What are you afraid of? A survey completed in 2018 found that at least in the United States, fear is on the rise. The top fear was of corrupt government officials, and other fears were the environment, not having enough money in the future, and those we love becoming ill or dying. It is understandable that all of these things would cause fear in people – they are all in many ways beyond our control as individuals. And we fear things that we cannot control.
The Bible can seem a little contradictory at first regarding fear. We are told to “fear God”, but then we are also told to “fear not”. But the inexplicable thing about the right kind of fear of God is that it results in the ability to “fear not”.
Most often fear is not an intentional emotion – it is an emotion that is a reaction to something. Many times in the Old Testament, the fear of God came on the nations around when they saw what God did for His people.
This day will I begin to put the dread of thee and the fear of thee upon the nations that are under the whole heaven, who shall hear report of thee, and shall tremble, and be in anguish because of thee. (Deuternomy 2:25)
This kind of fear is the kind of fear we may experience in reaction to events and circumstances in our lives. The fear of God, however, is not a reaction – it is something that is learned.
Gather the people together, men, and women, and children, and thy stranger that is within thy gates, that they may hear, and that they may learn, and fear the LORD your God, and observe to do all the words of this law: And that their children, which have not known any thing, may hear, and learn to fear the LORD your God, as long as ye live in the land whither ye go over Jordan to possess it. (Deuteronomy 31:12-13)
How do we learn to fear God?
Hearing or reading the words of the Bible allow us to learn to fear God because we find out that: He is the Creator of everything (Genesis 1:1); He set the bound for the sea (Jeremiah 5:22); He gives the rain and the harvest (Jeremiah 6:24); He brought His people out of Egypt with a strong arm (Exodus 13:14); He is the only God (Deuteronomy 4:39); He is holy and expects His people to be also (Leviticus 19:2); He is just in all his ways (Psalm 89:14); He forgives but will not clear the guilty (Exodus 34:7); He will take vengeance on His adversaries (Nahum 1:2). When we think of God in these terms, it should create a healthy fear inside us.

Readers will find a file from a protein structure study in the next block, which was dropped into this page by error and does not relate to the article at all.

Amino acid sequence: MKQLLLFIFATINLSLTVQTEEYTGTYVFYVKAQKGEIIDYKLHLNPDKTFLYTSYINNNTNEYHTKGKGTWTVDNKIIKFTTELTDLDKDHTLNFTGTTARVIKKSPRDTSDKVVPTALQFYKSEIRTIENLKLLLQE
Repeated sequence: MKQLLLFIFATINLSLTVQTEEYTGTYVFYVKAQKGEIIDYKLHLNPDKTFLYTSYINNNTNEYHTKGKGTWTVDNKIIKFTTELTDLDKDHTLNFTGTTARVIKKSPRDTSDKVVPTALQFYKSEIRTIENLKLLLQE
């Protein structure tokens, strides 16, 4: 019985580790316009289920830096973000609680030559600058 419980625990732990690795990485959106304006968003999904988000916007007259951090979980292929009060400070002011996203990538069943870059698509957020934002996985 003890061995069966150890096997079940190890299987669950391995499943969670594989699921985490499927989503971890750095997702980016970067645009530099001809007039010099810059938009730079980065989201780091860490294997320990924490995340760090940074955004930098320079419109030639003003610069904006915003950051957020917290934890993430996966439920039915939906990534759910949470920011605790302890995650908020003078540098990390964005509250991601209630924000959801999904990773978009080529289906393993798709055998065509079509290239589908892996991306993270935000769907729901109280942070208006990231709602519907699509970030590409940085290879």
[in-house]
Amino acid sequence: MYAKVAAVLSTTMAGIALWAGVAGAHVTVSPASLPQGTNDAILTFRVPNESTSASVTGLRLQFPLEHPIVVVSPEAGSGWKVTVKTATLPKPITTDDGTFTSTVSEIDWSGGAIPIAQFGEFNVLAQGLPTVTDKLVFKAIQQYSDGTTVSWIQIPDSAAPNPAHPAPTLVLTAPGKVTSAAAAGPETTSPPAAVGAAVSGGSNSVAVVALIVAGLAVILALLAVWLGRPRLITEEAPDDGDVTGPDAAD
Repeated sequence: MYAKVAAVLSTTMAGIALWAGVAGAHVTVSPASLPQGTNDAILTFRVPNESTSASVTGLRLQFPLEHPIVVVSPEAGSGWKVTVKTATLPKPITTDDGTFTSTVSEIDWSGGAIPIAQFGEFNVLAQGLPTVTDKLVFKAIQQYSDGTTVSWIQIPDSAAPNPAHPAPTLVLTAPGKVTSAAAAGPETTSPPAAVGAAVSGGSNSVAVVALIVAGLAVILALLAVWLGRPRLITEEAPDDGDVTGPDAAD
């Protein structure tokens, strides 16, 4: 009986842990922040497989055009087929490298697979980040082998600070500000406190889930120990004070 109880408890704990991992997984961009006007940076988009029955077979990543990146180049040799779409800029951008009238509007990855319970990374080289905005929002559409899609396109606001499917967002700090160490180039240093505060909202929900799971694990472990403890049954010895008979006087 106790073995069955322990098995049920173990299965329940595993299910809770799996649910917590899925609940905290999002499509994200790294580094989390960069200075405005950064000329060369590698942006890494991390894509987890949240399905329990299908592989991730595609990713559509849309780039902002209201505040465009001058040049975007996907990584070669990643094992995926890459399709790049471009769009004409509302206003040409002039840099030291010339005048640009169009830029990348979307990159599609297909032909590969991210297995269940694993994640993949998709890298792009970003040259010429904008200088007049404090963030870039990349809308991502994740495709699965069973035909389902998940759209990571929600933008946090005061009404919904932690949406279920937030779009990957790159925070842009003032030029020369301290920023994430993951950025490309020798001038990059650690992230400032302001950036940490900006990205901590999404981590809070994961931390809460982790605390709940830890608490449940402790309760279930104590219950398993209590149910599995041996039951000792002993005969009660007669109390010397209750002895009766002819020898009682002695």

The first occurrence of the fear of God in the Bible is when Adam and Eve realized they were naked before God and hid themselves in the garden. Adam and Eve had not experienced fear of God before, but now they knew what it was. The fear of God does not just make us afraid, it modifies our behaviour.
By mercy and truth iniquity is purged: and by the fear of the LORD men depart from evil.(Proverbs 16:6)
Fear is also connected with faith. If you fear something, first of all you allow for its existence. Proverbs tells us that the fear of God is the beginning of knowledge and wisdom (Proverbs 1:7; 9:10). As the knowledge of God grows, the fear related to His power and ability so much greater than our own, comes to be reverence as His mercy, truth, and justice becomes clear. He is not a God who uses His power in unpredictable ways. Instead the fear of God is strong confidence and a place of refuge (Proverbs 14:26).
What does it mean to fear God?
The book of Leviticus gives us some of the results of fearing God: One who feared God would not curse the deaf or put a stumbling-block before the blind; they would give honor to the elderly; they would not oppress one another; they would support poor relations and take no interest or profit from him; they would pay them as hired servants and not treat them ruthlessly. These are examples of the law that God gave His people. Fearing was connected very closely with keeping His commands. Perhaps it would begin with a fear of consequences, but it was meant to develop into something much deeper than that. The ultimate result of reverence for God which would result in heartfelt keeping of His commandments would in effect make God’s people like unto Him in character.
How does God behave towards those who fear Him?
We are told that God fights for those who fear Him (Deuteronomy 3:22); that His angel encamps around those who fear Him (Psalm 34:7); that there is no want to those who fear Him (Psalm 34:9); that His mercy is towards those who fear Him (Psalm 103:11); and that He taketh pleasure in those who fear Him (Psalm 147:11).
And that brings us to the fact that God is all you need to fear. With the God who knows the end from the beginning as our shepherd, we fear no evil (Psalm 23:4). With the God who can part the Red Sea on our side, of whom shall we be afraid? (Psalm 27:1, 118:6). With the God “who hath measured the waters in the hollow of his hand, and meted out heaven with the span, and comprehended the dust of the earth in a measure” as our refuge and strength, we have no need to fear even if the earth is moved or the mountains are cast into the sea (Psalm 46:1,2). With the God who can raise the dead, we have no need to fear even death itself.